- BACKGROUND OF THE INVENTION
The present invention is related to the field of computer systems and more specifically to a system and method for rebuilding a storage disk.
As the value and use of information continues to increase, individuals and businesses seek additional ways to process and store information. One option available to users is information handling systems. An information handling system generally processes, compiles, stores, and/or communicates information or data for business, personal, or other purposes thereby allowing users to take advantage of the value of the information. Because technology and information handling needs and requirements vary between different users or applications, information handling systems may also vary regarding what information is handled, how the information is handled, how much information is processed, stored, or communicated, and how quickly and efficiently the information may be processed, stored, or communicated. The variations in information handling systems allow for information handling systems to be general or configured for a specific user or specific use such as financial transaction processing, airline reservations, enterprise data storage, or global communications. In addition, information handling systems may include a variety of hardware and software components that may be configured to process, store, and communicate information and may include one or more computer systems, data storage systems, and networking systems.
To provide the data storage demanded by many modern organizations, information technology managers and network administrators often turn to one or more forms of RAID (redundant arrays of inexpensive/independent disks). Typically, the disk drive arrays of a RAID are governed by a RAID controller and associated software. In one aspect, a RAID may provide enhanced input/output (I/O) performance and reliability through the distribution and/or repetition of data across a logical grouping of disk drives.
RAID may be implemented at various levels, with each level employing different redundancy/data-storage schemes. RAID 1 implements disk mirroring, in which a first disk holds stored data, and a second disk holds an exact copy of the data stored on the first disk. If either disk fails, no data is lost because the data on the remaining disk is still available.
In RAID 3, data is striped across multiple disks. In a four-disk RAID 3 system, for example, three drives are used to store data and one drive is used to store parity bits that can be used to reconstruct any one of the three data drives. In such systems, a first chunk of data is stored on the first data drive, a second chunk of data is stored on the second data drive, and a third chunk of data is stored on the third data drive. An Exclusive OR (XOR) operation is performed on data stored on the three data drives, and the results of the XOR are stored on a parity drive. If any of the data drives, or the parity drive itself, fails the information stored on the remaining drives can be used to recover the data on the failed drive.
In most situations, regardless of the level of RAID employed, RAID is used to protect the data in case of a disk failure. Most RAID types can tolerate only a single disk failure. Such a RAID becomes vulnerable after the first disk failure and needs to be rebuilt as fast as possible. However, with disk capacity out-pacing media access speed, the time required for rebuild operations is increasing and may take a significant period of time to complete a rebuild operation while the RAID is simultaneously receiving host I/O requests.
- SUMMARY OF THE INVENTION
The write performance of the drive being rebuilt often presents a significant bottleneck in the rebuild process. A major factor for slowing down the write performance is that the rebuild occurs at the same time the system is serving clients, and may perform host I/O requests during the rebuild operation. These host I/Os cause the disk head of the drive being rebuilt to move back and forth (sometimes referred to as “disk head thrashing”) in order to move to the necessary disk sectors. Such disk head thrashing substantially increases the rebuild time. In some embodiments this problem is agitated with Serial Advanced Technology Attachment (SATA) drives whose seek time is substantially longer than Small Computer System Interface (SCSI) drives.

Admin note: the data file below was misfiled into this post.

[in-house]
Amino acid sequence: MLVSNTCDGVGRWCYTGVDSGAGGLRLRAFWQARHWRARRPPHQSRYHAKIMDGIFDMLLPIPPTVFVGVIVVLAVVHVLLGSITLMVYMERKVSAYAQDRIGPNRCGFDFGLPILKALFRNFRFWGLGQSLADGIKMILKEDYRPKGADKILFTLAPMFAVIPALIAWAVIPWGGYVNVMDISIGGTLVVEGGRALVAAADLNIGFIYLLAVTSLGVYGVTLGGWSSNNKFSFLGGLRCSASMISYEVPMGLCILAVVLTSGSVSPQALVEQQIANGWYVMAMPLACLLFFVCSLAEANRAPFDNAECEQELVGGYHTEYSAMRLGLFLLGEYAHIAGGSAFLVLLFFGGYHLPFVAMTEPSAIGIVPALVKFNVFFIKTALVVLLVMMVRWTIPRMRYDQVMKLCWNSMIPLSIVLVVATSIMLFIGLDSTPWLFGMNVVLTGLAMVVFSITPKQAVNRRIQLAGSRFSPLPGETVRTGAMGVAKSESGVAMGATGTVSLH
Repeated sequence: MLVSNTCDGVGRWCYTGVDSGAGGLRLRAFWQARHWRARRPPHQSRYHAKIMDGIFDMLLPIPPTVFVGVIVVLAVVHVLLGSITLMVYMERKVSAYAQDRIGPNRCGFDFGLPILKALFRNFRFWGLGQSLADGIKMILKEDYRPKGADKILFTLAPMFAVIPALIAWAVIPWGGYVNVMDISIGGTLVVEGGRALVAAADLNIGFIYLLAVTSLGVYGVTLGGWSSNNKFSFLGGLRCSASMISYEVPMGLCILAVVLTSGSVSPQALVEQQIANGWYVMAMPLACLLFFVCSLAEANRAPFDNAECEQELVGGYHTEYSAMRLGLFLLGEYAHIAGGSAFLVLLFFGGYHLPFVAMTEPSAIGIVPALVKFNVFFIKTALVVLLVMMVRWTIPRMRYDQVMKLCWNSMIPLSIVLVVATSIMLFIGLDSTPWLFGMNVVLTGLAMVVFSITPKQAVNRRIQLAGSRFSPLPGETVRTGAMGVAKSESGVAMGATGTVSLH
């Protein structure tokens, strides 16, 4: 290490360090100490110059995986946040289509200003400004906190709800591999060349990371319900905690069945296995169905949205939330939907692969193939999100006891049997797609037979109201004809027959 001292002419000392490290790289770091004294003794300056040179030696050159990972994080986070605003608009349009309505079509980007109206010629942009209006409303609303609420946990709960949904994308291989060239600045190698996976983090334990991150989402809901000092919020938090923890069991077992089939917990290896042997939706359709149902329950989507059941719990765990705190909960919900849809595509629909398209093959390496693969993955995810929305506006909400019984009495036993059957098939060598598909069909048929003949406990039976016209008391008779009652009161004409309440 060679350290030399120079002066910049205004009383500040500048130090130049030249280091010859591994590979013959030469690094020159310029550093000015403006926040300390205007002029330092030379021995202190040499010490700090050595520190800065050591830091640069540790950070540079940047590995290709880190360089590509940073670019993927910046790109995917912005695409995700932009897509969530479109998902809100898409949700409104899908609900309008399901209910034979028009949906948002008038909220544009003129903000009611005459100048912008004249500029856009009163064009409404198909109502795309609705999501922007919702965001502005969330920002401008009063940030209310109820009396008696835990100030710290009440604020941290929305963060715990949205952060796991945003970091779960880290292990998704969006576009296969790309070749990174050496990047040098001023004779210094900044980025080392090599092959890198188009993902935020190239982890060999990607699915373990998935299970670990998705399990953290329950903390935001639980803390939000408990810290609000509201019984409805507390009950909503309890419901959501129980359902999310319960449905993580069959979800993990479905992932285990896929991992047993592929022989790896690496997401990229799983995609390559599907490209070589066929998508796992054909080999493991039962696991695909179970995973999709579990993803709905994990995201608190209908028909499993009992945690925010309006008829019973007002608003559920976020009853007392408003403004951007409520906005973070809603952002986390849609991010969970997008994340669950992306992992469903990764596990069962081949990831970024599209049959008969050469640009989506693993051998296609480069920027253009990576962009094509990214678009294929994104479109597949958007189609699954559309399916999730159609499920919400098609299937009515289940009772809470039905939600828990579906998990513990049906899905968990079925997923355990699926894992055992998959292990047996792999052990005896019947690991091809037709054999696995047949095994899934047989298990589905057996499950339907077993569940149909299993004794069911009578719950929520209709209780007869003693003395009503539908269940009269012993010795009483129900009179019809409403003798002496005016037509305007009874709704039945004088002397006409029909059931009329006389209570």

Therefore a need has arisen for a system and method for reducing the rebuild time of RAID drives.
The present disclosure describes a system and method for utilizing a rebuild management module within a RAID controller for implementing a substantially sequential rebuild operation on the rebuild disk. When the rebuild management module receives host I/O requests during a rebuild operation, these requests are facilitated using other disks within the RAID. After rebuild is complete, the rebuild management module then acts to update the rebuild disk based upon the host I/O requests received during the rebuild operation.
In one aspect, the present disclosure includes an information handling system that includes a redundant array of independent disks (RAID) controller able to communicate with a host and a plurality of storage disks. The RAID controller also includes a rebuild management module able to initiate a rebuild operation utilizing a substantially sequential rebuild operation on the rebuild disk, receive at least one host I/O request from the host, and direct the at least one host I/O request to a disk within the plurality of storage disks other than the rebuild disk.
In another aspect, a method is disclosed that includes providing a RAID controller able to communicate with a host and a plurality of storage disks. The method further includes initiating a rebuild operation on a rebuild disk utilizing a substantially sequential rebuild operation on the rebuild disk. The method also includes receiving at least one host I/O request from the host and directing the at least one host I/O request to a temp disk within the plurality of storage disks.
In yet another aspect, an information handling system is disclosed that includes a host and multiple storage disks including at least one source disk, at least one temp disk and a rebuild disk. The information handling system also includes a RAID controller in communication with the host and the plurality of storage disks. The RAID controller includes a rebuild management module able to initiate a rebuild operation on the rebuild disk utilizing a substantially sequential rebuild operation on the rebuild disk, receive at least one host I/O request from the host, and direct the at least one host I/O request to the temp disk.
BRIEF DESCRIPTION OF THE DRAWINGS